Proper internet security can help protect you from fraud. Stay safer with these 10 tips to help protect you online.
As your options for banking and purchasing online grow, so does your need to safeguard your privacy and security while using the internet on your personal computer, tablet or mobile device.
Online security can be as simple as frequently reviewing your bank accounts to stay on top of things and making sure you report any fraudulent transactions promptly. But what else should you do to stay safe online or when using a mobile device?
- Use strong passwords for all your accounts. A strong password (one that is not easily guessed by a human or computer) will have 8 or more characters, including letters, numbers and symbols. Make sure to use different user IDs and passwords for your financial accounts and for any other sites you use online.
- Don’t use any part of your Social Security number (or any other sensitive info, like a credit card number) as a password, user ID or personal identification number (PIN). If someone gains access to this information, it will be among the first things they use to try to get into your account.
- Don’t respond to emails that claim to be from your bank (or any other company) requesting your account details. No bank is ever likely to approach you this way to ask for personal information.
- Be wary of email attachments and free software from unknown sources. You could end up exposing your computer (and the information on it) to online fraud and theft.
- Be mindful of how much personal information you share on social networking sites. The more you post about yourself, the easier it might be for someone to use the information you post to access your accounts, steal your identity and more. Maximizing your privacy settings on social networking sites can also help protect your personal information.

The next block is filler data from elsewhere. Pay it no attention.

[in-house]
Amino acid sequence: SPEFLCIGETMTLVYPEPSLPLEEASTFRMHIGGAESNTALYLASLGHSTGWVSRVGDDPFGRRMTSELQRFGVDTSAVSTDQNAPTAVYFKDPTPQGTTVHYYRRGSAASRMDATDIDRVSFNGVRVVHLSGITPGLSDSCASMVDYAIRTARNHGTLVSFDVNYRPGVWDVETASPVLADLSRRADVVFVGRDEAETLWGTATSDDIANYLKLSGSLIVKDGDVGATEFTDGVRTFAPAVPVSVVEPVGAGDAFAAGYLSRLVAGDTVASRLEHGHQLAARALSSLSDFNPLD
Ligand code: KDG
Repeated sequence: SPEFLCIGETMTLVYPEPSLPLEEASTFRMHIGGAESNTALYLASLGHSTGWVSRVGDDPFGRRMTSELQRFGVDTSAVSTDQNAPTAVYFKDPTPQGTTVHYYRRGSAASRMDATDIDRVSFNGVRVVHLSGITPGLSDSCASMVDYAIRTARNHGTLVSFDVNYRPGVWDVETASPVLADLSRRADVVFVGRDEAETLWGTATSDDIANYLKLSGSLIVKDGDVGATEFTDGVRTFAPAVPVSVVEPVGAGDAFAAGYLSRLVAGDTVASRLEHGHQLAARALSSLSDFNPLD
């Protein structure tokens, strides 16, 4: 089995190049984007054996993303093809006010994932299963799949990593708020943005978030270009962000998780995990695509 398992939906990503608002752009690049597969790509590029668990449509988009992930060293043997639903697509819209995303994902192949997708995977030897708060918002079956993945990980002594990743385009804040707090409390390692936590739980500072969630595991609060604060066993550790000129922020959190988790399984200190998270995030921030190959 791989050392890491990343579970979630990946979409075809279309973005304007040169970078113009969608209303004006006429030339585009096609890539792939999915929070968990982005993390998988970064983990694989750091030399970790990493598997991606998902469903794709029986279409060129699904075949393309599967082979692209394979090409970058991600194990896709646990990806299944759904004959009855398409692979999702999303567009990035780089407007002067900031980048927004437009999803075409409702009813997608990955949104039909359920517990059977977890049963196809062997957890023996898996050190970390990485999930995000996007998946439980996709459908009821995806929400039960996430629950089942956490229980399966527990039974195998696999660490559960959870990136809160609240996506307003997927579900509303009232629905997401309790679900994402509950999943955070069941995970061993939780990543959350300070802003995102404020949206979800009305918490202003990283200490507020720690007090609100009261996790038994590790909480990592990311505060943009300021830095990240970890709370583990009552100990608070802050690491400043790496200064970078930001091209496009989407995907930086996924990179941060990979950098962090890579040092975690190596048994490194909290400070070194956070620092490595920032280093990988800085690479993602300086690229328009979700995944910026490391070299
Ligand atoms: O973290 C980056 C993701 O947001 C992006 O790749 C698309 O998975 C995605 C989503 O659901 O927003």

- Be careful about what (and where) you click online. Look for security-enabled website addresses that start with “https:” (the extra “s” indicates security). These sites take extra measures to help secure your information. Keep in mind that links you receive in emails or in messages on social networking sites can be harmful or fraudulent, even if they appear to come from friends. Requests for personal information or a call for immediate action are almost always a scam. If you suspect the link might give you a virus or steal personal data, don’t click on it. Talk to the sender directly and make sure it came from them.
- Secure your smartphone with a screen lock. Many mobile devices give you the option of locking your screen with a password, helping you keep the data on your smartphone secure.